Creative Child

Positive Parenting Tweens

by Rebecca Eanes

My firstborn son has entered tweenhood.

These are new waters for me, and that’s really what parenting is – growing, adapting, and learning new steps in this life-long dance.

While I adore the young man he’s become, I find myself longing to have him back in diapers, stacking blocks in the play room. Having a toddler is physically exhausting, but I knew basically what was going on in his mind and what his motivations were. Fussy? Have a snack or a nap.

Those things are no longer as clear. Fussy? Is it school work? A peer relationship? Something I said? A bad episode of Lab Rats? Who knows? Here’s what I’ve worked out so far about being a positive parent to a tween.

1. Communication is different.

Tweens don’t want to chat as much as young kids do, at least not my tween boy. While my 7-year-old will chatter on and on about everything under the sun, I have to be more proactive about communicating with my older child now. He doesn’t just spill whatever is on his mind, and it seems like there is always something deep going on in there.

I’ve found that it’s easier at times for us to write back and forth to each other in a simple notebook or to have a discussion while I’m driving. If I ask him what’s on his mind point blank, I usually get “nothing” and a shoulder shrug.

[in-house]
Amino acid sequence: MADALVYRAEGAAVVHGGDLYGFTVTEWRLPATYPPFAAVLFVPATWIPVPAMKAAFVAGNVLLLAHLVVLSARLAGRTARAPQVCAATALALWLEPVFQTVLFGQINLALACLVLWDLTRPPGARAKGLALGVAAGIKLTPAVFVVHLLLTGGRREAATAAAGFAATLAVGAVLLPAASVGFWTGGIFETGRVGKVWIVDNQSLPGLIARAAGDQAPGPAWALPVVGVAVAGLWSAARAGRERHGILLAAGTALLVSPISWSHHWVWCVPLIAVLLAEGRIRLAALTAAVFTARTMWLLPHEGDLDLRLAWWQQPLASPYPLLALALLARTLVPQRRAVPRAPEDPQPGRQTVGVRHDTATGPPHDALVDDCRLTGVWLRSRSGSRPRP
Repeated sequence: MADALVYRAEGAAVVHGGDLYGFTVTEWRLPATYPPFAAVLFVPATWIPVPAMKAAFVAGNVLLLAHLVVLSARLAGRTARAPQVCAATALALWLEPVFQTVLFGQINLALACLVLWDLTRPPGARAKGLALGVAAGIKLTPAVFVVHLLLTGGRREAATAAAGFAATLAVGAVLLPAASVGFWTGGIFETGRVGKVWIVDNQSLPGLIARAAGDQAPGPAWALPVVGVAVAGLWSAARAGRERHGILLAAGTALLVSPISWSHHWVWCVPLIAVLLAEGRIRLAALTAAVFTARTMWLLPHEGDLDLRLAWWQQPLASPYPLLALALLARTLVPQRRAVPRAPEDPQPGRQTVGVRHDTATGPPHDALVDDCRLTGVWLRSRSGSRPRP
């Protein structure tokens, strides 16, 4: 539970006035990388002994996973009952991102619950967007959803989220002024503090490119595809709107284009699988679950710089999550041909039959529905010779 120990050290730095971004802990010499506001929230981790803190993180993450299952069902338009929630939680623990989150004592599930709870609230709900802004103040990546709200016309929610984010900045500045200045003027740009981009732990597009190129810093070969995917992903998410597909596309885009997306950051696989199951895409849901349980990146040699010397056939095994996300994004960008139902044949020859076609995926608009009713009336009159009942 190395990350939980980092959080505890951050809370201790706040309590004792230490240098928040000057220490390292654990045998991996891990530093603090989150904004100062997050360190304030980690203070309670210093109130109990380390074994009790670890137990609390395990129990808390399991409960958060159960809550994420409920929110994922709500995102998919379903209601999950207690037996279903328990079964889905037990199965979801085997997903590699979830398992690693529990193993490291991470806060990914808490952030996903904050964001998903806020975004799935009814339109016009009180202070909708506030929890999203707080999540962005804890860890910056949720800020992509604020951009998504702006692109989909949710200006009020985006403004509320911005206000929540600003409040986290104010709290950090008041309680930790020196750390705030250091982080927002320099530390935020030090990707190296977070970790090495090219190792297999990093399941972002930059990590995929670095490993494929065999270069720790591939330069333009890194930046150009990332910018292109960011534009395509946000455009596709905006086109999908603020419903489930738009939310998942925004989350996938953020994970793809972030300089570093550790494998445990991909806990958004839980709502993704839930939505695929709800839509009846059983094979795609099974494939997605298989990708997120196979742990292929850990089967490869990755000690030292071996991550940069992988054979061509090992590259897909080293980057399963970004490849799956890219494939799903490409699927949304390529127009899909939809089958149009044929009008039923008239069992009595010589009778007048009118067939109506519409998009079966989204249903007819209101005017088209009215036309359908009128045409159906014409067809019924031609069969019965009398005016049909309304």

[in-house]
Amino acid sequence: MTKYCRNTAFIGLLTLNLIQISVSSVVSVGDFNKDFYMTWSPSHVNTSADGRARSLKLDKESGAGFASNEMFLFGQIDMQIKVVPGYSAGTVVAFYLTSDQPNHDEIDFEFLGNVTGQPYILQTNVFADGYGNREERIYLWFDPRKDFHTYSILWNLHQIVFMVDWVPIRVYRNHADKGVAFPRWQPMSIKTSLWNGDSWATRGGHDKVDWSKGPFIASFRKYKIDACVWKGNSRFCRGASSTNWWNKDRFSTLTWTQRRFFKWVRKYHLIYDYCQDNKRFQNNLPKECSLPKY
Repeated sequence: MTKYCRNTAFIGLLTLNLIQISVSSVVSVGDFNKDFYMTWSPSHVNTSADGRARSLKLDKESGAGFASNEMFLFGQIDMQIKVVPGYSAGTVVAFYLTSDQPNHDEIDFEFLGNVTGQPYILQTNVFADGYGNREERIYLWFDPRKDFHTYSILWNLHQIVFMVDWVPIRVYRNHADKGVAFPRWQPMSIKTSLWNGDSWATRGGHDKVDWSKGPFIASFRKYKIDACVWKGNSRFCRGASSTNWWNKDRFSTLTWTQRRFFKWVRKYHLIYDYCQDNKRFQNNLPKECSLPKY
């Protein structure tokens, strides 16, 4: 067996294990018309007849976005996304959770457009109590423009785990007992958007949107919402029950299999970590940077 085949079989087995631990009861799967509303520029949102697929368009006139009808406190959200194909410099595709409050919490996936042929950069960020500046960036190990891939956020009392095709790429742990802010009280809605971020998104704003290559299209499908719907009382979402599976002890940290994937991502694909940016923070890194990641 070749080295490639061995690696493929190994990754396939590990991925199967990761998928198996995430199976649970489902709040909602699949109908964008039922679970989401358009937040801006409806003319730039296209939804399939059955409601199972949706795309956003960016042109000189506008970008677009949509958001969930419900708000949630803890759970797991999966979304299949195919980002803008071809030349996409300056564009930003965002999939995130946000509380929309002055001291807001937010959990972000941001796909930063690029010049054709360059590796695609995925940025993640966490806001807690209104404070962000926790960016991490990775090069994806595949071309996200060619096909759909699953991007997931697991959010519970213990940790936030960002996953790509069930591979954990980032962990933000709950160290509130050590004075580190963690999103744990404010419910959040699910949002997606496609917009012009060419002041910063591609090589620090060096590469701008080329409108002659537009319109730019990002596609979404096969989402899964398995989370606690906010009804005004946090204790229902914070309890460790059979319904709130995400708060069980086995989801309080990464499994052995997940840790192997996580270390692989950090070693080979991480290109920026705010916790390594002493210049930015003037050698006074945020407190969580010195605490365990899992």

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It’s also really important with tweens to not be too quick to rattle off your judgements and advice and to tame your big reactions. Make talking feel safe for him or her. I have also realized that this is an important time for him to hear stories from our own youth. He loves to hear about things my husband and I went through at his age and how we dealt with them.

So my rules for communicating with my tween are:

  • engage in a conversation
  • make it feel comfortable
  • watch reactions
  • listen to understand
  • share stories

2. They need space and respect.

Well, all children need respect, but he’s at an age where he understands the concept of respect now. In other words, he knows when he’s getting it. Being a sensitive introvert like myself, I acknowledge and respect his need for space and time alone. Getting his extroverted little brother to understand this need is challenging.

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